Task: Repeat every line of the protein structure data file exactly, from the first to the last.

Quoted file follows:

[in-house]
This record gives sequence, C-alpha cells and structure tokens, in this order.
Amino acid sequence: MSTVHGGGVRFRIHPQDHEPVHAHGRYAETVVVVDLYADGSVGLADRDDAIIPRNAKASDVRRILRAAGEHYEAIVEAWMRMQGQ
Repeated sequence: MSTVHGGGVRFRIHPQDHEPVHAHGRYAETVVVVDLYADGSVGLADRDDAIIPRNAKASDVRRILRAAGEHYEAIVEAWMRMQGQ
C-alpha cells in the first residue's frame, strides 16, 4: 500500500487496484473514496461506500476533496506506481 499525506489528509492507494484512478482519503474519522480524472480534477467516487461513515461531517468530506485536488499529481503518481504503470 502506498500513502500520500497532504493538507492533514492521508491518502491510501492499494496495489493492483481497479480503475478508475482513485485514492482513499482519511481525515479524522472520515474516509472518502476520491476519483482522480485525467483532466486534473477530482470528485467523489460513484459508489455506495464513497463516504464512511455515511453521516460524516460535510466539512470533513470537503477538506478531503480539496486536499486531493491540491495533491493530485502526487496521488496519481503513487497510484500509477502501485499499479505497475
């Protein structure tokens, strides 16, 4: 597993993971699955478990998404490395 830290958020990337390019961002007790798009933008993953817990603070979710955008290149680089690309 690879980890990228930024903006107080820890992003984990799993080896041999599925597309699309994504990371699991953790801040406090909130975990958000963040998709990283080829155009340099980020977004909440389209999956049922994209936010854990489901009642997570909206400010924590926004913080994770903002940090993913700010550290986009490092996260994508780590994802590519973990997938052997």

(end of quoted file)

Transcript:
[in-house]
This record gives sequence, C-alpha cells and structure tokens, in this order.
Amino acid sequence: MSTVHGGGVRFRIHPQDHEPVHAHGRYAETVVVVDLYADGSVGLADRDDAIIPRNAKASDVRRILRAAGEHYEAIVEAWMRMQGQ
Repeated sequence: MSTVHGGGVRFRIHPQDHEPVHAHGRYAETVVVVDLYADGSVGLADRDDAIIPRNAKASDVRRILRAAGEHYEAIVEAWMRMQGQ
C-alpha cells in the first residue's frame, strides 16, 4: 500500500487496484473514496461506500476533496506506481 499525506489528509492507494484512478482519503474519522480524472480534477467516487461513515461531517468530506485536488499529481503518481504503470 502506498500513502500520500497532504493538507492533514492521508491518502491510501492499494496495489493492483481497479480503475478508475482513485485514492482513499482519511481525515479524522472520515474516509472518502476520491476519483482522480485525467483532466486534473477530482470528485467523489460513484459508489455506495464513497463516504464512511455515511453521516460524516460535510466539512470533513470537503477538506478531503480539496486536499486531493491540491495533491493530485502526487496521488496519481503513487497510484500509477502501485499499479505497475
């Protein structure tokens, strides 16, 4: 597993993971699955478990998404490395 830290958020990337390019961002007790798009933008993953817990603070979710955008290149680089690309 690879980890990228930024903006107080820890992003984990799993080896041999599925597309699309994504990371699991953790801040406090909130975990958000963040998709990283080829155009340099980020977004909440389209999956049922994209936010854990489901009642997570909206400010924590926004913080994770903002940090993913700010550290986009490092996260994508780590994802590519973990997938052997």